4 Interactions & Interdependence Ecology –the study of interactions among orgs. & between orgs. & their env., or surroundings.The term ecology comes from the Greek word oikos, meaning “house”.Our world is a household made of many houses.The largest of these houses is the biosphere.
5 Biosphere –the part of Earth in which life exists including land, water, & air or the atmosphere.
6 Levels of Organization There are many levels of organization that ecologists study.You have:SpeciesPopulationCommunityEcosystemBiomeBiosphere
7 Species –a group of orgs so similar to one another that they can breed & produce fertile offspring. Population –groups of individuals that belong to the same species & live in the same area.Communities –groups of different populations that live together in a defined area.
8 Ecosystem –a collection of all the orgs Ecosystem –a collection of all the orgs. that live in a particular place, together w/ their nonliving or physical, env.Teams of ecologists may study larger systems called biomes.Biomes –a group of ecosystems that have the same climate & similar dominant communities.
17 Less than 1% of the sun’s E gets used by living things. In a few ecosystems, some orgs. obtain E from a source other than sunlight.Those orgs. rely on E stored in inorganic chemical compounds.
18 Plants, algae, & certain bacteria capture E from sunlight or chemicals to produce food. They are called autotrophs.Autotrophs –orgs. that capture E from sunlight or chemicals & use it to make their own food from inorganic compounds.AKA producers.
19 Producers: Can capture E from the sun or chemical energy. Ex: Plants, algae, some bacteria.Fig. 3-4
21 Energy from the SunPhotosynthesis –process by which plants & some other orgs. use light E to convert H2O & CO2 into O & carbs such as:starches & sugarsFig. 3-2This process takes in CO2 & releases O2.
26 Consumers Many orgs. Can’t harness the sun for E. Ex: animals, fungi, & most bacteriaThe only way these orgs. get E is by eating something.These orgs. are called heterotrophs.Heterotrophs are consumers.
27 There are many different types of consumers: HerbivoresEat only plantsEx: cows, deer, caterpillarsCarnivoresEat other consumersEx: snakes, dogs, owlsOmnivoresEat both animals & plantsEx: humans, bears, crowsDetritivoresFeed on plant & animal remains & other dead matter, collectively called detritus.Ex: mites, earthworms, snails, crabsDecomposersBreak down organic matterEx: bacteria & fungi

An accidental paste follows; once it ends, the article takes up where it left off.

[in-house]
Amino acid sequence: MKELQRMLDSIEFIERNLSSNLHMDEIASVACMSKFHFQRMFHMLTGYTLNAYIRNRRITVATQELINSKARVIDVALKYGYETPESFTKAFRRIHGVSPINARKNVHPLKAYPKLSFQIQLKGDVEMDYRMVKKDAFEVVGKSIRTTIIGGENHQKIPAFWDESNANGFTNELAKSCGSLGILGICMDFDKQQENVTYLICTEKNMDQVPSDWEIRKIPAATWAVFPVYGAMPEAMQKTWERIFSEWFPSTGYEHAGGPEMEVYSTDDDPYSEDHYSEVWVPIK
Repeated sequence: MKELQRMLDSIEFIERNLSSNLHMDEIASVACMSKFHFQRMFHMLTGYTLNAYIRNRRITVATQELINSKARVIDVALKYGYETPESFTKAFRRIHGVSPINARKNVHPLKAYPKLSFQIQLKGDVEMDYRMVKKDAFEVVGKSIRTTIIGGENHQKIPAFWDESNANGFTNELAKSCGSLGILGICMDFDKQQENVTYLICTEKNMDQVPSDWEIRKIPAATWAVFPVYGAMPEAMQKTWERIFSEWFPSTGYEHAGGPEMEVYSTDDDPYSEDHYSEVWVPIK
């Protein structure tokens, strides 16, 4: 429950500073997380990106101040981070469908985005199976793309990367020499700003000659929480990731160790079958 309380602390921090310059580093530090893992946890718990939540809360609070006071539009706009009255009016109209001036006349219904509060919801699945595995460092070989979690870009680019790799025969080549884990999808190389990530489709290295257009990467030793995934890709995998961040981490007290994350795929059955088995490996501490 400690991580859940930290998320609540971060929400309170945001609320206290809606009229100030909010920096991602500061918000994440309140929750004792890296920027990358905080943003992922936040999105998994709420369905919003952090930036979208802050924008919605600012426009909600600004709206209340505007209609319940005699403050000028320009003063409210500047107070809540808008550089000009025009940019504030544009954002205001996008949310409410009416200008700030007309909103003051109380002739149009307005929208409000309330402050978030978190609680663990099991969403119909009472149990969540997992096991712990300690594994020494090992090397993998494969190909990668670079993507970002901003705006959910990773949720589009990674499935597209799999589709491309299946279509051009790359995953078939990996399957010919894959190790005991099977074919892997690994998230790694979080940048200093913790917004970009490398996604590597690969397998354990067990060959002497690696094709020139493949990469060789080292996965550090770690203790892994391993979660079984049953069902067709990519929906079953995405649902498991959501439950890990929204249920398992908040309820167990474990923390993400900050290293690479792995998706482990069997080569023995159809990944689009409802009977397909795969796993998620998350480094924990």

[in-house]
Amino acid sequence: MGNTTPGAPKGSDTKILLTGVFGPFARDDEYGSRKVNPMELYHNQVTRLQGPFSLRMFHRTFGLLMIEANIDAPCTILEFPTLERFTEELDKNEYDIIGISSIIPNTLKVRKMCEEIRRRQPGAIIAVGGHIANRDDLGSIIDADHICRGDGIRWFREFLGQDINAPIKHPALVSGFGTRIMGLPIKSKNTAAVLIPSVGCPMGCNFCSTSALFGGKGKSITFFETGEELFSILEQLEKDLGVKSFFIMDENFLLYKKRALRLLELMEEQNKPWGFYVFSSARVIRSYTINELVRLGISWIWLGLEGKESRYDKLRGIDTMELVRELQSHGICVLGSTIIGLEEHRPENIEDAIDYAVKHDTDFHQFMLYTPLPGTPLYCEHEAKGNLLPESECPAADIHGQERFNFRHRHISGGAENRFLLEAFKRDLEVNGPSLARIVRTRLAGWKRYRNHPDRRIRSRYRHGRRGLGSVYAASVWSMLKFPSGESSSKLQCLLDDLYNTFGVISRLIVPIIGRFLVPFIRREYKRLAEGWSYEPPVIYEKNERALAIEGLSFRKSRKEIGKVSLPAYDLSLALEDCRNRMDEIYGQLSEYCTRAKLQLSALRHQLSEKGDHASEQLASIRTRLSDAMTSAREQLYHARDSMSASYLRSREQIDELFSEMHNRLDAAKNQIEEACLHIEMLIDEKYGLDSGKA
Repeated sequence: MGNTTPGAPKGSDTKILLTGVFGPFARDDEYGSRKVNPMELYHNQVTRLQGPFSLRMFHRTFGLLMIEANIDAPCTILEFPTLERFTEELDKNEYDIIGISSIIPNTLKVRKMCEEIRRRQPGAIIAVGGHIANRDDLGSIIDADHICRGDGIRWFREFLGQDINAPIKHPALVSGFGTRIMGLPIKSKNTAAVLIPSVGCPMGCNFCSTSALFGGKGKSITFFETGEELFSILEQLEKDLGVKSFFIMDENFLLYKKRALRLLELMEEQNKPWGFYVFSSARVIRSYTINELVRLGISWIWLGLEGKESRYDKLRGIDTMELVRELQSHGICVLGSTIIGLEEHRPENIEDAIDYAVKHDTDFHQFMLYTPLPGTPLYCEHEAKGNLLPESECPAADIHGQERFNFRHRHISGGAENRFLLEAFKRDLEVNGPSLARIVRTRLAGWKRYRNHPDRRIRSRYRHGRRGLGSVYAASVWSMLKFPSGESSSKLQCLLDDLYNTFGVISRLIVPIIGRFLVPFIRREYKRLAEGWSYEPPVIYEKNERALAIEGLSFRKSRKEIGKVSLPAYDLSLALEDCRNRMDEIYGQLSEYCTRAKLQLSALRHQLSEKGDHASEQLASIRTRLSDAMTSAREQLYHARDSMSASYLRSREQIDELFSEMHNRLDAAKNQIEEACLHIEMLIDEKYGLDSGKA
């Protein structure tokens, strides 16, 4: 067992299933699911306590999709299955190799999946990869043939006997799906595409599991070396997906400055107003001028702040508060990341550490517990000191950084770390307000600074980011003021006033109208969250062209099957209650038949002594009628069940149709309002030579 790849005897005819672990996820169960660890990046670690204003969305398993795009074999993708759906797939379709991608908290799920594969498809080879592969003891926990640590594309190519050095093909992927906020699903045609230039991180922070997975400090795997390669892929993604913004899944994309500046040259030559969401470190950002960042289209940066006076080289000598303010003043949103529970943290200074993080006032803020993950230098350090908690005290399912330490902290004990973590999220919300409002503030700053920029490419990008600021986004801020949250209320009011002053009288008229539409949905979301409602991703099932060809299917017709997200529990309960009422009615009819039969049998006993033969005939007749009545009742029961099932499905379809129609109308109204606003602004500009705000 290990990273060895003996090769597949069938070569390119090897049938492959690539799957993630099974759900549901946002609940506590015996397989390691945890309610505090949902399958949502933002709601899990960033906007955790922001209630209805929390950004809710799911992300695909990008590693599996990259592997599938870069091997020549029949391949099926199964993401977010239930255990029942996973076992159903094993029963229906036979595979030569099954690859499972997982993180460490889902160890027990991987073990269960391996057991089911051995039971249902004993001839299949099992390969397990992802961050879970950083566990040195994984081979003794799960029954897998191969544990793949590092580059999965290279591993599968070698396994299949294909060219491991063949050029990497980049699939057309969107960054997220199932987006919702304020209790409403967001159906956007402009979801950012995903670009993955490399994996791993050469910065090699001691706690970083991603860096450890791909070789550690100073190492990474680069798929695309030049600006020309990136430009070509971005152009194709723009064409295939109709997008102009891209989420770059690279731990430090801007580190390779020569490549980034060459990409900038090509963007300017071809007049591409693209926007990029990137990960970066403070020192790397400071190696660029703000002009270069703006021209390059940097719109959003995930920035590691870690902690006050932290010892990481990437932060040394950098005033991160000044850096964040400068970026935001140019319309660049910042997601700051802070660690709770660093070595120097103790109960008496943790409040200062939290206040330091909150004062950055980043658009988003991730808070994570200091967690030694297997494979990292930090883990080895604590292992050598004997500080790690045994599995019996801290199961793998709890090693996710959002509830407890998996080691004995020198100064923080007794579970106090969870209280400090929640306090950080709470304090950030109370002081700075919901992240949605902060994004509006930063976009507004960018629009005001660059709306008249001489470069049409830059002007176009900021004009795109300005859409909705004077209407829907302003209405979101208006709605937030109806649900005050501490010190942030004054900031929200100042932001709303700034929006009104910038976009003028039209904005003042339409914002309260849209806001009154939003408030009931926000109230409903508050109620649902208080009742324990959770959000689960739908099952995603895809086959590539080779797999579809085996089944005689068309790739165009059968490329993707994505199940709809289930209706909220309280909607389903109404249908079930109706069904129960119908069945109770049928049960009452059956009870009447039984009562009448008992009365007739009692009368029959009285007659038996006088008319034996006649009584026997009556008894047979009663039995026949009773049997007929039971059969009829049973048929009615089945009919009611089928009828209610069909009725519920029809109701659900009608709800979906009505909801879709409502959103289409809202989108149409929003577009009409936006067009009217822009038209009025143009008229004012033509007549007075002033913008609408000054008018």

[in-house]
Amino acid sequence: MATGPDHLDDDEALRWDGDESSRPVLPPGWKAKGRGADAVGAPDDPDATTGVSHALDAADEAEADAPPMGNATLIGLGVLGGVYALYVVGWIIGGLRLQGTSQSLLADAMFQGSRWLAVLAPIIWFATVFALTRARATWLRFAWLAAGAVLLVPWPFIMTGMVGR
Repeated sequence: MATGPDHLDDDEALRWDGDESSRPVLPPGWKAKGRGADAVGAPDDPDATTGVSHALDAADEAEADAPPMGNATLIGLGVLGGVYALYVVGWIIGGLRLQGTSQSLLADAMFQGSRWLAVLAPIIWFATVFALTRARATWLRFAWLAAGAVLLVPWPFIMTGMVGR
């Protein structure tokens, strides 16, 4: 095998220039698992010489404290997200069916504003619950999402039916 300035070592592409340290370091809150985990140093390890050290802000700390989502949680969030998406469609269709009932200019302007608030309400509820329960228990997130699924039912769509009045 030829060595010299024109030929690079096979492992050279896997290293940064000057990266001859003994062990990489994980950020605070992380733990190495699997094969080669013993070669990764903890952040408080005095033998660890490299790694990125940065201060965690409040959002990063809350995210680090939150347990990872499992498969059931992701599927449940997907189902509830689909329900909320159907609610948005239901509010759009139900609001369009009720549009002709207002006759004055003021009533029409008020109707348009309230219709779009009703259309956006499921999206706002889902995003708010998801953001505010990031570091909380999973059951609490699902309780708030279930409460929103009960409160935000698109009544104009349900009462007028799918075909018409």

33 Trophic Level –each step in a food web or food chain. Producers make up the 1st level.Consumers make up the higher levels.Every consumer depends on the trophic level below it for E.
34 Ecological PyramidsEcological pyramid –a diagram that shows the relative amounts of E or matter contained w/in each trophic level.3 types:E pyramidBiomass pyramidPyramid of numbers
35 E pyramid:Only about 10% of the E available w/in one trophic level is transferred to orgs in the next level.Much E is lost as heat in the env.
36 Biomass Pyramid:Shows the total amount of living tissue w/in a given trophic level.Expressed in terms of grams of organic matter per unit area.Represents the amount of potential food at each trophic level.
37 Pyramid of Numbers:Shows us the number of individual orgs at each trophic level.P. 73, fig. 3-9
38 Ecological Pyramids Biomass Pyramid Represents the amount of living organic matter at eachtrophic level. Typically, thegreatest biomass is at thebase of the pyramid.Energy PyramidShows the relative amount ofenergy available at each trophiclevel. Organisms use about 10percent of thisenergy forlife processes.The rest is lostas heat.Pyramid of NumbersShows the relativenumber of individualorganisms at eachtrophic level.